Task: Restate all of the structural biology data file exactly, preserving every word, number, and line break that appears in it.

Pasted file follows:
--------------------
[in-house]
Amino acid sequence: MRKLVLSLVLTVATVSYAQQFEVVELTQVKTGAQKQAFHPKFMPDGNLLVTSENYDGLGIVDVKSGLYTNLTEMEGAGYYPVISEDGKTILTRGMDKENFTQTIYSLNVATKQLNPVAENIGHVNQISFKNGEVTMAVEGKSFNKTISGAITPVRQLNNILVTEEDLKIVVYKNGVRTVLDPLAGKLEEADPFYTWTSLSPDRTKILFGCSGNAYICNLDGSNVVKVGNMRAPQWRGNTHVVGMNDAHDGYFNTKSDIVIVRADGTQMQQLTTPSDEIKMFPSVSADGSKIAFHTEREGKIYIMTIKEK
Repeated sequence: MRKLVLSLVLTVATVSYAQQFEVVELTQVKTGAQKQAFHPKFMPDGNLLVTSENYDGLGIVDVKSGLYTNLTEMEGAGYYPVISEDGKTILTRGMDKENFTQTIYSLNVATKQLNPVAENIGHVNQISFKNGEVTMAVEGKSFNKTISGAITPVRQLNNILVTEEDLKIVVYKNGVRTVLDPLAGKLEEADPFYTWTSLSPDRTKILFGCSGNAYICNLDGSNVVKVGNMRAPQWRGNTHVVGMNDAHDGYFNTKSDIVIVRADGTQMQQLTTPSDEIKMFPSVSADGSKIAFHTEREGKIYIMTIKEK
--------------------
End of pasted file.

[in-house]
Amino acid sequence: MRKLVLSLVLTVATVSYAQQFEVVELTQVKTGAQKQAFHPKFMPDGNLLVTSENYDGLGIVDVKSGLYTNLTEMEGAGYYPVISEDGKTILTRGMDKENFTQTIYSLNVATKQLNPVAENIGHVNQISFKNGEVTMAVEGKSFNKTISGAITPVRQLNNILVTEEDLKIVVYKNGVRTVLDPLAGKLEEADPFYTWTSLSPDRTKILFGCSGNAYICNLDGSNVVKVGNMRAPQWRGNTHVVGMNDAHDGYFNTKSDIVIVRADGTQMQQLTTPSDEIKMFPSVSADGSKIAFHTEREGKIYIMTIKEK
Repeated sequence: MRKLVLSLVLTVATVSYAQQFEVVELTQVKTGAQKQAFHPKFMPDGNLLVTSENYDGLGIVDVKSGLYTNLTEMEGAGYYPVISEDGKTILTRGMDKENFTQTIYSLNVATKQLNPVAENIGHVNQISFKNGEVTMAVEGKSFNKTISGAITPVRQLNNILVTEEDLKIVVYKNGVRTVLDPLAGKLEEADPFYTWTSLSPDRTKILFGCSGNAYICNLDGSNVVKVGNMRAPQWRGNTHVVGMNDAHDGYFNTKSDIVIVRADGTQMQQLTTPSDEIKMFPSVSADGSKIAFHTEREGKIYIMTIKEK